As a contrast to this rigid belief system, the author offers Justin’s all-inclusive beliefs.  He is sensitive to the divine in everything:  “Everything That Is, Is Holy.”  At one point he mentions that “he didn’t believe in God.  Not really.  This was what he believed in.  The Everything.”  While sitting on the beach by the ocean, “Justin can see nothing but ocean, and that is Everything.  And Justin can feel the Everything beneath his hand where he is resting his palm on [his dog’s] chest . . . He can feel the Everything under himself in the gritty sand.  He can smell it in the seaweedy smell smoothing over his face.  He can hear it in the laughter of teenagers down the beach . . . The ocean is God but so are we all.”

Though Asher grows as a person, he is not always likeable.  His decisions concerning his son are well-intentioned but he gives little consideration to the consequences for himself and others.  Sometimes he is also downright stupid, as in not using fake names.  Above all, he is selfish.  He focuses on his love for his son without considering his son’s love for others and on what he has lost by not being in contact with Luke without thinking about what Luke has lost and must feel.  Asher sees himself as a victim of injustice but doesn’t realize that his actions are often unjust towards others.  He does take measures to take responsibility and make amends but he could have saved himself and others from so much suffering.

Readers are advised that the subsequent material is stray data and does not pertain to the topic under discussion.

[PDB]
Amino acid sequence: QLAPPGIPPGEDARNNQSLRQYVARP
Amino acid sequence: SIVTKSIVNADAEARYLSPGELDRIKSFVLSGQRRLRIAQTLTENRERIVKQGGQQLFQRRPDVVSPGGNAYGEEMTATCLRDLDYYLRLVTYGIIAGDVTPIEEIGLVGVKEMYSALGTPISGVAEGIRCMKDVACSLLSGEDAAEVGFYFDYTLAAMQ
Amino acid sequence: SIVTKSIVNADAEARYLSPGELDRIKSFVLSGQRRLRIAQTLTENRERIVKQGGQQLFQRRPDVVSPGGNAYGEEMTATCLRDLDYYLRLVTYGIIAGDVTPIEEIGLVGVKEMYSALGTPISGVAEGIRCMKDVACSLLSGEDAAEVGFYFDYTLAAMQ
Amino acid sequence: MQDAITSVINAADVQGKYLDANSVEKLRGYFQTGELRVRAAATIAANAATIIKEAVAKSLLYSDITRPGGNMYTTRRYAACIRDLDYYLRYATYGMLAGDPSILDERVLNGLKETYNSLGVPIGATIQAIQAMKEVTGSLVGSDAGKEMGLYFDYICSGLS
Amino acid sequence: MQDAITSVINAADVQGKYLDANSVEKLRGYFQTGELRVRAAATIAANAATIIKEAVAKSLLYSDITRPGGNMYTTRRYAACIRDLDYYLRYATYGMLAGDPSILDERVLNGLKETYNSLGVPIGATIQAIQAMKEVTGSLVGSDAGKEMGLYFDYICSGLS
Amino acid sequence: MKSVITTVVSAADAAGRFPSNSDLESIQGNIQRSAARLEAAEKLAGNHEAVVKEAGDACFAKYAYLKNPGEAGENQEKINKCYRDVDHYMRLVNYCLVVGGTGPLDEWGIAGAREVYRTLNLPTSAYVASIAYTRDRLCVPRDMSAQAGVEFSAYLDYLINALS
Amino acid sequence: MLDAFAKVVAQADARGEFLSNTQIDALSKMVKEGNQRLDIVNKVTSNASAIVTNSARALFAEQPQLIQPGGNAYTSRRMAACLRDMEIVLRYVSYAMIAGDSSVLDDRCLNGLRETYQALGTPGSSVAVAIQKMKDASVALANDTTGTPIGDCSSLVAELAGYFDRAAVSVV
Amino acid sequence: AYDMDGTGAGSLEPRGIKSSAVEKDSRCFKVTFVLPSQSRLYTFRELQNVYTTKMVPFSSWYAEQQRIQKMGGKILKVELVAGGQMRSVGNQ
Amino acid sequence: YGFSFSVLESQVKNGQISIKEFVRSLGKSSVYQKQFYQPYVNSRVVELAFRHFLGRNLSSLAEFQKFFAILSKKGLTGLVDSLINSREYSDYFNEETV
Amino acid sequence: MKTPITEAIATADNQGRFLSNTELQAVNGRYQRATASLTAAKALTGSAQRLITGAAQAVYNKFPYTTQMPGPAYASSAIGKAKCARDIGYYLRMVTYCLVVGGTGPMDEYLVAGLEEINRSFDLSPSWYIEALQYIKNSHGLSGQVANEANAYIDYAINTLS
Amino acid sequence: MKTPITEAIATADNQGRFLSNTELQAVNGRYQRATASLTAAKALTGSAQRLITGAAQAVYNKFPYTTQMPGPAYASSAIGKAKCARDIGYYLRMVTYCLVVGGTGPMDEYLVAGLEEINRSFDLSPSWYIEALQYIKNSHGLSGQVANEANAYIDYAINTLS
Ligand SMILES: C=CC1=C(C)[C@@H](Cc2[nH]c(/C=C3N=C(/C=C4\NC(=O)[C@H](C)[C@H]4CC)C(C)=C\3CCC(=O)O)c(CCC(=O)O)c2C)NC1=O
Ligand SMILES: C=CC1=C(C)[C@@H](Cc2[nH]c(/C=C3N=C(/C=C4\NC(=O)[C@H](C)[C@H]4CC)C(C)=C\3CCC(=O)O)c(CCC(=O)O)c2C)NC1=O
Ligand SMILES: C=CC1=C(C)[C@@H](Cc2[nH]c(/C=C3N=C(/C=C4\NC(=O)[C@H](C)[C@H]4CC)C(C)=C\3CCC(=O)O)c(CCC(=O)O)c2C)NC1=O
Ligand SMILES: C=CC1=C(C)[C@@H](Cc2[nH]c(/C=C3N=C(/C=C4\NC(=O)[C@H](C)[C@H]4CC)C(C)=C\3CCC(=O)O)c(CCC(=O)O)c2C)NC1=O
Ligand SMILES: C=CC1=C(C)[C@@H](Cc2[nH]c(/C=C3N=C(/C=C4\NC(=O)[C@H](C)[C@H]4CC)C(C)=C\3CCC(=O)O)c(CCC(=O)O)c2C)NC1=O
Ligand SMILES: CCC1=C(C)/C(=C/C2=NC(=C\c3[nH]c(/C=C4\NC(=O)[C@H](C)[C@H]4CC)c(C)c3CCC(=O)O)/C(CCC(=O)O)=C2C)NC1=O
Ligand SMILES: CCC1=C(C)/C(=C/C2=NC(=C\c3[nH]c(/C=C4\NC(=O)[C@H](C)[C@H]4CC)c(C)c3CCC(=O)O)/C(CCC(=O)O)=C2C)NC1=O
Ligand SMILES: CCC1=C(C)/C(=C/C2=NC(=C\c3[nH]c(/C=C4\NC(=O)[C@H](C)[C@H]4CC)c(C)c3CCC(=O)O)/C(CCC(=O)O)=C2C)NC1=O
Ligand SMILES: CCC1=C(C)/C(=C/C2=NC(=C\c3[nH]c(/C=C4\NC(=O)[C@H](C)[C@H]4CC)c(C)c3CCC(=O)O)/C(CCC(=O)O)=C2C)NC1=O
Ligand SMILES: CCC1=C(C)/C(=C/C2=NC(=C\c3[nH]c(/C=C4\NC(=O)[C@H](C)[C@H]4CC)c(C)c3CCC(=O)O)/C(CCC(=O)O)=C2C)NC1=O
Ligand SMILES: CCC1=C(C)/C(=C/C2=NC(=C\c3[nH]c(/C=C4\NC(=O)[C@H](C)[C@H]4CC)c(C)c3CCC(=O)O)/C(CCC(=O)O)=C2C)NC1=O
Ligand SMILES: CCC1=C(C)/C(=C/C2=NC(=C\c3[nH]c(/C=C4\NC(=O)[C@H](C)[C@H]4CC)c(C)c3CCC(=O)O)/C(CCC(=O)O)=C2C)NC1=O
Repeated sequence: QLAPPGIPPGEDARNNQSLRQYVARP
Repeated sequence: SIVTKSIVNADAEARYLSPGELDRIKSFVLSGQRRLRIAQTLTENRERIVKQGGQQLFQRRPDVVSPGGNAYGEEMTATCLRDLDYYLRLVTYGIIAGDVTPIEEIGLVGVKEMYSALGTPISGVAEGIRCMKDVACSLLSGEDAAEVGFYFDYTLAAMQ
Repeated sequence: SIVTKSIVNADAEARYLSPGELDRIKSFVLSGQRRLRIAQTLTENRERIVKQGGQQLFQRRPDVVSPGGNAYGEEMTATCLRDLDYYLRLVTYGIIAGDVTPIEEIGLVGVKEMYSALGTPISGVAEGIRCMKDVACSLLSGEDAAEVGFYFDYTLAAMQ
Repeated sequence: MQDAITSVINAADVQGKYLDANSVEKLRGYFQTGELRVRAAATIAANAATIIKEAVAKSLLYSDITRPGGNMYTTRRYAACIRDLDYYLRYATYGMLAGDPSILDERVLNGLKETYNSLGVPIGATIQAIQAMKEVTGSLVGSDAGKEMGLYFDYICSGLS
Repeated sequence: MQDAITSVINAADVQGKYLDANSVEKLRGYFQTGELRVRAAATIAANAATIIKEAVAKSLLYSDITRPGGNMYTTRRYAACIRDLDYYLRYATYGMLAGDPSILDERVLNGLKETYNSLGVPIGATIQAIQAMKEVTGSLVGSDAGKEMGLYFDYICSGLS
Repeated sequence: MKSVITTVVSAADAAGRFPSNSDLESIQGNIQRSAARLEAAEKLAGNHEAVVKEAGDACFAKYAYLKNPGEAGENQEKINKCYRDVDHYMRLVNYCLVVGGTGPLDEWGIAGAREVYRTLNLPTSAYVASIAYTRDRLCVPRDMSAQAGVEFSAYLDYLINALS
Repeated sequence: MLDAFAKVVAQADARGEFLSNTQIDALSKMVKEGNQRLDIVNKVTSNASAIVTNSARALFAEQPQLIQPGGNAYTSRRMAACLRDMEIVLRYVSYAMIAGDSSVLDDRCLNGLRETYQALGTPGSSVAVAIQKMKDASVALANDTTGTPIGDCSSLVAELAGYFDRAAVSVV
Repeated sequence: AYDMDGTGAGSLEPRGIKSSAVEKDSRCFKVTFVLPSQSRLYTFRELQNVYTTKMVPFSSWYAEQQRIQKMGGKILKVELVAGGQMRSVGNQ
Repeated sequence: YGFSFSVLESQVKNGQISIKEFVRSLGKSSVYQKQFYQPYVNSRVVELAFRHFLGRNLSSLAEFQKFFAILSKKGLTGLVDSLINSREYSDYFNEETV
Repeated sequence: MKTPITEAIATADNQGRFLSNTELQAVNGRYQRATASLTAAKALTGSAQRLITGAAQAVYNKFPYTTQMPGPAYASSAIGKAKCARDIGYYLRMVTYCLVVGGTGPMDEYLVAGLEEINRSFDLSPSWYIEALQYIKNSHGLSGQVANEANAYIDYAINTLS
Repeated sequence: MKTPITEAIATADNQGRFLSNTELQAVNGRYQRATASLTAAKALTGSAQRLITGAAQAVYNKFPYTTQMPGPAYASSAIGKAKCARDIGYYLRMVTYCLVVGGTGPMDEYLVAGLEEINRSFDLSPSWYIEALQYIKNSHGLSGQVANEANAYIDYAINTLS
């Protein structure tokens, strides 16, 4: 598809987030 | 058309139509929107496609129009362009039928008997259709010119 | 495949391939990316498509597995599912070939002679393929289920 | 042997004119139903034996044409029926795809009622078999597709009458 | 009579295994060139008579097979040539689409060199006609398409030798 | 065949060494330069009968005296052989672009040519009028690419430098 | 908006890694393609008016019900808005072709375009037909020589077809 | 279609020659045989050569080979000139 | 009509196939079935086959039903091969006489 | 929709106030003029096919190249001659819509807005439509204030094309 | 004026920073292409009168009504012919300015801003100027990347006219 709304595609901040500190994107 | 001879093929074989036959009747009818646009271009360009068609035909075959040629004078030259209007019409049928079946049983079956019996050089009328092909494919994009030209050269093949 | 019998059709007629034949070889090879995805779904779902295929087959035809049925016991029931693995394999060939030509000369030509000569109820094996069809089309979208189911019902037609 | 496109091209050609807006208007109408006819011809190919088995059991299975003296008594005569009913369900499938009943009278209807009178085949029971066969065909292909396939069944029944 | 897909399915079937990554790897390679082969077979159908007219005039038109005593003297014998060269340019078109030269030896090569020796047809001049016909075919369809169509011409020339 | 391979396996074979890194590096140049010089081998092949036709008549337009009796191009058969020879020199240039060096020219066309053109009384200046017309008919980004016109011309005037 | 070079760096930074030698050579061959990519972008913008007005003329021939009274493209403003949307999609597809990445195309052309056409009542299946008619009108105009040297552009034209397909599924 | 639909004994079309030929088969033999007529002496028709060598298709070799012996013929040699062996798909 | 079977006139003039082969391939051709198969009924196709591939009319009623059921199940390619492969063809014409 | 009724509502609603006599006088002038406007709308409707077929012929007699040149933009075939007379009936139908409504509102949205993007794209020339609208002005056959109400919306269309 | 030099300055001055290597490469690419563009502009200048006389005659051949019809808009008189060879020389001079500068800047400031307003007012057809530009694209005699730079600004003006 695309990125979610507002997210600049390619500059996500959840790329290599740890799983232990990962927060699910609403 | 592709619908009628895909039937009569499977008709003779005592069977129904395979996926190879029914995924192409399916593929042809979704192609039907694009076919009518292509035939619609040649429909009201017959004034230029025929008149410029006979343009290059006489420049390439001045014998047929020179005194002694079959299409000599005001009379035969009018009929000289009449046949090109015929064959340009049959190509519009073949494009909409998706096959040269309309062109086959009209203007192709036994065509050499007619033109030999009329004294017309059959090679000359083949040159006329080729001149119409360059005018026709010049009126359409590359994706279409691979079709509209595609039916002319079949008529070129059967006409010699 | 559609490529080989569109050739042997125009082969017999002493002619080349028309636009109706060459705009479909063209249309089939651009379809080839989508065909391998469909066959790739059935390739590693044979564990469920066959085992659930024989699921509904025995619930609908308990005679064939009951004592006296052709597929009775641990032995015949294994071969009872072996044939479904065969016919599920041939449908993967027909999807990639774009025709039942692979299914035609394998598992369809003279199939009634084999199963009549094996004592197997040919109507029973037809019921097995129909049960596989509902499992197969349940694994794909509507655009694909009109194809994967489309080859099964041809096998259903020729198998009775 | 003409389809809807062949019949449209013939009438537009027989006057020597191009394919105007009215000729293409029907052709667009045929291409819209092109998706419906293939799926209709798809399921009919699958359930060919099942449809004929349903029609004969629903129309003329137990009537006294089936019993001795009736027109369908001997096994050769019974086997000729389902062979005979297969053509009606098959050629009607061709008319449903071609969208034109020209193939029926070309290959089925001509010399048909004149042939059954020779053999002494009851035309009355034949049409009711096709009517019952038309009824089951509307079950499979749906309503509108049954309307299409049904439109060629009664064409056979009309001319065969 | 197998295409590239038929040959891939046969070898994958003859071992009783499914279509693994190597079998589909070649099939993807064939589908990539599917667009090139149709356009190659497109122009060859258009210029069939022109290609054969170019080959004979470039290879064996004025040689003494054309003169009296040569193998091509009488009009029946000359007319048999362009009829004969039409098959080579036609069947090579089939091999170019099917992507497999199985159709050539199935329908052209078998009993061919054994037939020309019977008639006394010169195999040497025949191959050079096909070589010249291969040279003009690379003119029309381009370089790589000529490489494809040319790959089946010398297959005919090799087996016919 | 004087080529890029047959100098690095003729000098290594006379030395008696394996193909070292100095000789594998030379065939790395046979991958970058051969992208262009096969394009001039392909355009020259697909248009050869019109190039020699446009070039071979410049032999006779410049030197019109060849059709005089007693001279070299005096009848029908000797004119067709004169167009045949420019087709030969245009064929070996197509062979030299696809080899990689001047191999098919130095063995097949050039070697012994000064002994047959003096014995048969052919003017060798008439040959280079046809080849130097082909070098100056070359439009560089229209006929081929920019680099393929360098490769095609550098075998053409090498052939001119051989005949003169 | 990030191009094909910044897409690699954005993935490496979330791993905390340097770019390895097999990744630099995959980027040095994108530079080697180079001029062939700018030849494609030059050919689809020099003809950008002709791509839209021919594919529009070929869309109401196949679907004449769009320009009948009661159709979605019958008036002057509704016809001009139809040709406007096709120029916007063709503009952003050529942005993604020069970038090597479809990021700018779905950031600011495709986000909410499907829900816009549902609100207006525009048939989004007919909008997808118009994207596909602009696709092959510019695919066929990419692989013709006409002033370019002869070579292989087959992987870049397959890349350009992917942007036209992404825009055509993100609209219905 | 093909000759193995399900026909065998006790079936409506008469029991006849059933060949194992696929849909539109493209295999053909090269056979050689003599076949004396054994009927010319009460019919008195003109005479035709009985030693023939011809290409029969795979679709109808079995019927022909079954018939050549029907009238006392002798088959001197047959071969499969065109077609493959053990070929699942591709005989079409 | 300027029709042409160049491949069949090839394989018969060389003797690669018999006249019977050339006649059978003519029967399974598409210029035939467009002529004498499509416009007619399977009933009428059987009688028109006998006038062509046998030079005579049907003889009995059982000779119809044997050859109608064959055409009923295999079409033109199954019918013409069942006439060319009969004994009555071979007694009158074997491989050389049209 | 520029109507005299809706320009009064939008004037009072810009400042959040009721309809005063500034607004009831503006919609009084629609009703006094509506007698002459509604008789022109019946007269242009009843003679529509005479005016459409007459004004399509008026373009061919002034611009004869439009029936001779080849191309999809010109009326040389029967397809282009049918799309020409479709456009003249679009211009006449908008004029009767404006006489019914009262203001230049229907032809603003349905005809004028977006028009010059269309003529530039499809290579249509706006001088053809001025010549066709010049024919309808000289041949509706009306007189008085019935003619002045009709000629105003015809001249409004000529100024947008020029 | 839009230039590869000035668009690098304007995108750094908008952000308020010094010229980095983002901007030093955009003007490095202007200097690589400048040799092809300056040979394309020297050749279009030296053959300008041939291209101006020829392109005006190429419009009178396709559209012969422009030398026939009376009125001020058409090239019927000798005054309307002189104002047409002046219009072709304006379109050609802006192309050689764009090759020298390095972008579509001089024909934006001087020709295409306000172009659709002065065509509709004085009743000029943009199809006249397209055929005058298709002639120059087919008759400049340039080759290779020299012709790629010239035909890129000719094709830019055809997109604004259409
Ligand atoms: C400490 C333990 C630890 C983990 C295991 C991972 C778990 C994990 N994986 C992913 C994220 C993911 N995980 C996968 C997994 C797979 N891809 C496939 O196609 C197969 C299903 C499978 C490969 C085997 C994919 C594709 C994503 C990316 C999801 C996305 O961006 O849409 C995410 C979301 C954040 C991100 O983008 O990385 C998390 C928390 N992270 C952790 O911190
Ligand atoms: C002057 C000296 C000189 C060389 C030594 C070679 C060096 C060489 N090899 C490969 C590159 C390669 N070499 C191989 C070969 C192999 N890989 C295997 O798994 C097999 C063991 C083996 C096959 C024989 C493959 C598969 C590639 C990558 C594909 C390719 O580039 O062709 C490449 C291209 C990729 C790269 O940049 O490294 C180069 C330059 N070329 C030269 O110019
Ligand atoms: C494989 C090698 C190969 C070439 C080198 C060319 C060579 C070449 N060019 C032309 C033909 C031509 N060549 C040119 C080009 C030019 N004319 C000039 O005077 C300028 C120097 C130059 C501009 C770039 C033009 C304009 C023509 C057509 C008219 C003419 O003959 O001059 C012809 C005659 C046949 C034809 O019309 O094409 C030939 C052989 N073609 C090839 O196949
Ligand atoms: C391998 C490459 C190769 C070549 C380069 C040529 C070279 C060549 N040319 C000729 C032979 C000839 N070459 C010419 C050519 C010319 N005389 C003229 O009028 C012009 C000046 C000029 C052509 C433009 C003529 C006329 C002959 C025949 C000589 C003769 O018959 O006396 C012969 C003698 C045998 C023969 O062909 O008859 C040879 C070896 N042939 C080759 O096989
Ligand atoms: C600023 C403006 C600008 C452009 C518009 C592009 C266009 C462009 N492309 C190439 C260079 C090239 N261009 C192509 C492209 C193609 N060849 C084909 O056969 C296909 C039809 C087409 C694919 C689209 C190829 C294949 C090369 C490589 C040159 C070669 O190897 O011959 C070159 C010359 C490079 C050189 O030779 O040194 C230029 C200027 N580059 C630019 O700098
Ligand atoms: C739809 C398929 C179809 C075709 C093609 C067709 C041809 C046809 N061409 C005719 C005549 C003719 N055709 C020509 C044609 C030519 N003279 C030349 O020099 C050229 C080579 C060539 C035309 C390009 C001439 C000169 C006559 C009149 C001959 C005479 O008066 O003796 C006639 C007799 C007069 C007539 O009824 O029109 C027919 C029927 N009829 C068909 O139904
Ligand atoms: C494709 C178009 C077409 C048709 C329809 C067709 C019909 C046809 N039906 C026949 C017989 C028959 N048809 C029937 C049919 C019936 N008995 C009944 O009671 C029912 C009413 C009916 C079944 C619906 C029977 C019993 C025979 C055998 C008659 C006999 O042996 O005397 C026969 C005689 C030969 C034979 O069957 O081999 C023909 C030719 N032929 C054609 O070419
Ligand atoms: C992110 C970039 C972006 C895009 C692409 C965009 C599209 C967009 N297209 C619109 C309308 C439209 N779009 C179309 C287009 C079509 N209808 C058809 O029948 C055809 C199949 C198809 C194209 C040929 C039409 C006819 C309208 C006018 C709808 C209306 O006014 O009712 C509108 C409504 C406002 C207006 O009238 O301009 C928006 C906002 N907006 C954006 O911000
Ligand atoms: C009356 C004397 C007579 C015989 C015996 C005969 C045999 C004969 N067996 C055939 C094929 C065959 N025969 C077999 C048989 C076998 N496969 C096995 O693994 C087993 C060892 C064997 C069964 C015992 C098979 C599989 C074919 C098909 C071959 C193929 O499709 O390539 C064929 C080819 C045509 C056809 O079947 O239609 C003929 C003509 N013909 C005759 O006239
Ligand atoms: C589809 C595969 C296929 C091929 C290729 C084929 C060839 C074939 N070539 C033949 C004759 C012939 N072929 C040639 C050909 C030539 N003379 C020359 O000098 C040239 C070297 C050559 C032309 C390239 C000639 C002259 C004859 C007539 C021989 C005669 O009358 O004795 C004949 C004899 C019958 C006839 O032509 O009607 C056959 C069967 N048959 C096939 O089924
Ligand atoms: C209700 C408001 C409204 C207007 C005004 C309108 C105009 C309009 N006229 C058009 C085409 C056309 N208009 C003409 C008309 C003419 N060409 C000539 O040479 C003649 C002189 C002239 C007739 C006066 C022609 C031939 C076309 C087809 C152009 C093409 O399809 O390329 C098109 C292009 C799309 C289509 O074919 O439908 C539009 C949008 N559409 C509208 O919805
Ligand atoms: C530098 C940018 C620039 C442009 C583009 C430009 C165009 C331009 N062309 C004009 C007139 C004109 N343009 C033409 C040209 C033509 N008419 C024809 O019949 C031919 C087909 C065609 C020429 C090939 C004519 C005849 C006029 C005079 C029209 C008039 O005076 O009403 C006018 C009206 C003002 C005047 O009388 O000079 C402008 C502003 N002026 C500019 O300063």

The diction is noteworthy:  “a sky groaned open from a black night” and “he saw the massively swollen river supping at the edges of the lower fields” and “He maneuvered his Jeep across two bridges whose undersides were being caressed by the river and by the time he got to her house the water was nipping at her porch.”  

Some of the events stretch the reader’s credulity.  Asher gets a job without revealing his surname?  For three months, Asher and Justin manage to avoid being discovered?   A woman who has lost a child would be so forgiving of Asher’s behaviour towards Justin’s mother? 

The book does offer food for thought, but its slow pace and predictability make it less enjoyable.  

Note:  I received a digital galley of this book from the publisher via NetGalley.